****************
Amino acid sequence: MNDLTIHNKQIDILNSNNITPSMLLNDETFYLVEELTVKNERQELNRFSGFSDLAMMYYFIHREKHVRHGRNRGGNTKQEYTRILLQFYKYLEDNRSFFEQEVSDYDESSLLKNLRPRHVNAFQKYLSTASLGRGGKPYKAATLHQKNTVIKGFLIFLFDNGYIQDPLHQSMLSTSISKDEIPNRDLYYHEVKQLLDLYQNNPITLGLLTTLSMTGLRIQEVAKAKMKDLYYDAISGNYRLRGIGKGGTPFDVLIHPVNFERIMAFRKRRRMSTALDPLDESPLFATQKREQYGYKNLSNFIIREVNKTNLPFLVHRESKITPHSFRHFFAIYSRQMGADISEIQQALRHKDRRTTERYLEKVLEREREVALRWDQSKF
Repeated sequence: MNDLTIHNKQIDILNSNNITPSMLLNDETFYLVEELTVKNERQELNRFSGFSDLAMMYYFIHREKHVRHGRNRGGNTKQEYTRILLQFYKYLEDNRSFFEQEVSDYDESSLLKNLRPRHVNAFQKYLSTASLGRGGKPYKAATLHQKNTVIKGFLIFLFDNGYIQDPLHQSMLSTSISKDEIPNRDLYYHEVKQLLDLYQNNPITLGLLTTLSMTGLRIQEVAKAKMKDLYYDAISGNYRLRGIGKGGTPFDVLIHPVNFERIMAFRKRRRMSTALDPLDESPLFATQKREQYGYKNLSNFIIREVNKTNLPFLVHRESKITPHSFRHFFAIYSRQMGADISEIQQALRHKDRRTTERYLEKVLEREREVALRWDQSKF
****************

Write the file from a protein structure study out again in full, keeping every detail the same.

Amino acid sequence: MNDLTIHNKQIDILNSNNITPSMLLNDETFYLVEELTVKNERQELNRFSGFSDLAMMYYFIHREKHVRHGRNRGGNTKQEYTRILLQFYKYLEDNRSFFEQEVSDYDESSLLKNLRPRHVNAFQKYLSTASLGRGGKPYKAATLHQKNTVIKGFLIFLFDNGYIQDPLHQSMLSTSISKDEIPNRDLYYHEVKQLLDLYQNNPITLGLLTTLSMTGLRIQEVAKAKMKDLYYDAISGNYRLRGIGKGGTPFDVLIHPVNFERIMAFRKRRRMSTALDPLDESPLFATQKREQYGYKNLSNFIIREVNKTNLPFLVHRESKITPHSFRHFFAIYSRQMGADISEIQQALRHKDRRTTERYLEKVLEREREVALRWDQSKF
Repeated sequence: MNDLTIHNKQIDILNSNNITPSMLLNDETFYLVEELTVKNERQELNRFSGFSDLAMMYYFIHREKHVRHGRNRGGNTKQEYTRILLQFYKYLEDNRSFFEQEVSDYDESSLLKNLRPRHVNAFQKYLSTASLGRGGKPYKAATLHQKNTVIKGFLIFLFDNGYIQDPLHQSMLSTSISKDEIPNRDLYYHEVKQLLDLYQNNPITLGLLTTLSMTGLRIQEVAKAKMKDLYYDAISGNYRLRGIGKGGTPFDVLIHPVNFERIMAFRKRRRMSTALDPLDESPLFATQKREQYGYKNLSNFIIREVNKTNLPFLVHRESKITPHSFRHFFAIYSRQMGADISEIQQALRHKDRRTTERYLEKVLEREREVALRWDQSKF